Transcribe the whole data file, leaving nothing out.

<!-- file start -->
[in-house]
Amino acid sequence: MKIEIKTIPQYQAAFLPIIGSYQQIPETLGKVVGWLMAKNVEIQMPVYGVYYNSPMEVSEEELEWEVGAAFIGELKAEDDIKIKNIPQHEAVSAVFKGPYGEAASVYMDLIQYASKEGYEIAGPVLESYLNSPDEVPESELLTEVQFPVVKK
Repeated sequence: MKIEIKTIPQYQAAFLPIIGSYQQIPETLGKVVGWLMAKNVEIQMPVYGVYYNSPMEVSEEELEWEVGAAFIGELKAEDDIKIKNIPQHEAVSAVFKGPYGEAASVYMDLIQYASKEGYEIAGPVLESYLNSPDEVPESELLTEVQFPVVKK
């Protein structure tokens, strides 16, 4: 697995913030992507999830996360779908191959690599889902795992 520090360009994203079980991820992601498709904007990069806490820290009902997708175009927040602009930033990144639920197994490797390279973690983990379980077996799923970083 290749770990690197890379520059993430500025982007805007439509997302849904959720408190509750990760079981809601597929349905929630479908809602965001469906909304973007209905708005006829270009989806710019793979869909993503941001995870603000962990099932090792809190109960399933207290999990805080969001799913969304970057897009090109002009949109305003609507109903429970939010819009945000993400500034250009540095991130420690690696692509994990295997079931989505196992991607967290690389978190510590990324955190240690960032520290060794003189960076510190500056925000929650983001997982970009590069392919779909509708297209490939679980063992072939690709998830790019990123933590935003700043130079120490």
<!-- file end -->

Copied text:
[in-house]
Amino acid sequence: MKIEIKTIPQYQAAFLPIIGSYQQIPETLGKVVGWLMAKNVEIQMPVYGVYYNSPMEVSEEELEWEVGAAFIGELKAEDDIKIKNIPQHEAVSAVFKGPYGEAASVYMDLIQYASKEGYEIAGPVLESYLNSPDEVPESELLTEVQFPVVKK
Repeated sequence: MKIEIKTIPQYQAAFLPIIGSYQQIPETLGKVVGWLMAKNVEIQMPVYGVYYNSPMEVSEEELEWEVGAAFIGELKAEDDIKIKNIPQHEAVSAVFKGPYGEAASVYMDLIQYASKEGYEIAGPVLESYLNSPDEVPESELLTEVQFPVVKK
């Protein structure tokens, strides 16, 4: 697995913030992507999830996360779908191959690599889902795992 520090360009994203079980991820992601498709904007990069806490820290009902997708175009927040602009930033990144639920197994490797390279973690983990379980077996799923970083 290749770990690197890379520059993430500025982007805007439509997302849904959720408190509750990760079981809601597929349905929630479908809602965001469906909304973007209905708005006829270009989806710019793979869909993503941001995870603000962990099932090792809190109960399933207290999990805080969001799913969304970057897009090109002009949109305003609507109903429970939010819009945000993400500034250009540095991130420690690696692509994990295997079931989505196992991607967290690389978190510590990324955190240690960032520290060794003189960076510190500056925000929650983001997982970009590069392919779909509708297209490939679980063992072939690709998830790019990123933590935003700043130079120490």